tar -xvf etc_2013-06-15.tar.bz2

    I first copied over all of my SSL files for both sites, and the StartCom (my cert provider) files as well. This included everything for /etc/ssl/certs and /etc/ssl/private.

  5. Next I unpacked amberandtrey.us, created the directory where I wanted the files to ultimately live, and move the resulting files into that directory:
    tar -xvf amberandtrey.us_2013-06-15.tar.bz2 mkdir -p /var/www/amberandtrey.us mv usr/share/wordpress/* /var/www/amberandtrey.us

    I then repeated the process with eldon.me:

    tar -xvf eldon.me_2013-06-15.tar.bz2
    mv var/www/eldon.me /var/www/
  6. The next step was the tricky part. I had to restore all databases, but the database server MySQL hadn’t been installed yet (installing the wordpress package did NOT resolve this dependency!):
    aptitude install mysql-server

    Installing the mysql-server package prompted me to set the root password, but I still needed to copy the /etc/mysql/debian.cnf file from the previous installation. This allowed the MySQL daemon to start cleanly.

  7. The final step in transferring the WordPress sites to betachunk was to set up the /etc/wordpress/config-*.php files. Copying them from the restored /etc backup location, and we were almost in business.
  8. Since I was using SNI (Server Name Indication, see my KeePassX database merge topic for a brief discussion of this), I’d need to tie the new IP address to both domains. ChunkHost has a neat little DNS tool that can be used to do this. Since at my domain registrar (GoDaddy, I use them because they were convenient when I bought my first domain, and inertia keeps me with them) already has the ChunkHost nameservers for both domains, I just needed to update ChunkHost’s DNS server with the new IP address, and I was running!

Well, I thought I was running. amberandtrey.us worked no problem, but eldon.me had issues. Apparently I have the error log for eldon.me in a weird file (it’s not /var/log/eldon.me-error.log, like it probably should be). This has now been corrected. Anyway, I had to run “ls -al /var/log/apache2/” in a watch command to see what file was changing when I tried accessing eldon.me (and was getting a 500 Internal Server Error):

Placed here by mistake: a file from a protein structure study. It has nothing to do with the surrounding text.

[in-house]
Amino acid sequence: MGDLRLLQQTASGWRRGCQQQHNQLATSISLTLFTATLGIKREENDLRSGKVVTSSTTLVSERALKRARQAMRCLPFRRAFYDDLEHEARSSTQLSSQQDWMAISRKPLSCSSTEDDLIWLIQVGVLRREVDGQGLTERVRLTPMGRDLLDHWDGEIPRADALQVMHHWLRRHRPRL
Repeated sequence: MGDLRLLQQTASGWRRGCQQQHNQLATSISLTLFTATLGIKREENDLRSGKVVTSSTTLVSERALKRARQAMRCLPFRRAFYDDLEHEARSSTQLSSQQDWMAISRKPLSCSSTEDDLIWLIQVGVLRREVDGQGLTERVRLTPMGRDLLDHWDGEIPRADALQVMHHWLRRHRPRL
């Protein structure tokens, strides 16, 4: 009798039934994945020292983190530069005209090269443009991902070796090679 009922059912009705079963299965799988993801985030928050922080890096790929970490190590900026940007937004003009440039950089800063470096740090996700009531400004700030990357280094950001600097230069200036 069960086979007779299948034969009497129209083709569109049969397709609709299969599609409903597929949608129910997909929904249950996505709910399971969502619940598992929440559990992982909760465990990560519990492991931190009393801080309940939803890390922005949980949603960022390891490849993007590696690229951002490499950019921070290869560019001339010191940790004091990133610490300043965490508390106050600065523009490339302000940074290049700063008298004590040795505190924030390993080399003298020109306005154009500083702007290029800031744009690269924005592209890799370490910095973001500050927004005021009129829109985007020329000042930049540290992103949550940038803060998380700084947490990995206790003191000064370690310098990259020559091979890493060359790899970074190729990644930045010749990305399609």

watch -n 1 ls -al /var/log/apache2

I saw the nonstandard log file (eldon.me-ssh-error.log) changed size and modification date/time, so I investigated that file. I found these errors:

[Sat Jun 15 03:33:14 2013] [error] [client] PHP Warning: require_once(/etc/wordpress/config-eldon.me.php): failed to open stream: Permission denied in /var/www/eldon.me/wp-config.php on line 19, referer: https://eldon.me/wp-admin/post-new.php [Sat Jun 15 03:33:14 2013] [error] [client] PHP Fatal error: require_once(): Failed opening required '/etc/wordpress/config-eldon.me.php' (include_path='.:/usr/share/php:/usr/share/pear') in /var/www/eldon.me/wp-config.php on line 19, referer: https://eldon.me/wp-admin/post-new.php

That led me to believe that /etc/wordpress/config-eldon.me.php did not have the correct permissions. I changed the ownership to www-data, and set the permissions to match the config-amberandtrey.us.php. Now eldon.me works!

Whew, what a long post! It took me longer to write than I would have expected because I ran into the problems on eldon.me (the server providing the WordPress post form I’m using). We’ll see if it lets me post it!